That’s right! Shizzow will be the guest of honor at the Silicon Florist’s Portland Lunch 2.0, this Wednesday. So come on down to CubeSpace, grab some lunch, meet some people face-to-face, and get signed up with Shizzow, so that you can continue those discussions—and continue getting to know your Portland peers.
Call me evil and conniving, but I’m seriously hoping you don’t get an invite. Because that way I get the chance to see you, in person.
In any case, I’m really, really looking forward to all the shouts from CubeSpace, this Wednesday. And to running into you in person—thanks to Shizzow—in the near future.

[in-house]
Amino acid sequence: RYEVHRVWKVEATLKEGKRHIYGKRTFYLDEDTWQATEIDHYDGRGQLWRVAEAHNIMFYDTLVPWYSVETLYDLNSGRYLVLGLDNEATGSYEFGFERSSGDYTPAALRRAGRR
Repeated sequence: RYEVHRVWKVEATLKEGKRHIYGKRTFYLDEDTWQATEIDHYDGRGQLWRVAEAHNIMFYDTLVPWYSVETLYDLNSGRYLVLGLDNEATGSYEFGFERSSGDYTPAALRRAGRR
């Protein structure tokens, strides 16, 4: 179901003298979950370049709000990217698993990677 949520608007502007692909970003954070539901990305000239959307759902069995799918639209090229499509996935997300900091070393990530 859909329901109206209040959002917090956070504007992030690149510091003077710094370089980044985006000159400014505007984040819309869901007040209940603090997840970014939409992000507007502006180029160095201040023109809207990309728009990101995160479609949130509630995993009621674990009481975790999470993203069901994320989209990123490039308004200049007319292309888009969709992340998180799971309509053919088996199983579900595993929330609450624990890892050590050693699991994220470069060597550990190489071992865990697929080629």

Shizzow is a location-driven social networking service that encourages quality relationships via face-to-face interaction. Dig in at http://shizzow.com . For more information on the launch and Shizzow’s story, see the Shizzow blog.
[HTML1]You just launched your new startup. You’re caught up in the excitement and energy of it all and happy to see your baby in the world… Here’s the catch, the deadliest: You can’t change or adapt your site because you hired an agency to build it.
Please know that I’m not picking on Agencies here… I’m picking on the entrepreneurs that hire agencies to build their startups. We have some of the best agencies in the world here, but you should NOT hire them to build your startup. (I mean no offense to any agencies that are reading this, but for startups to work with you they risk the future success of their business.)
Agencies Build Great Websites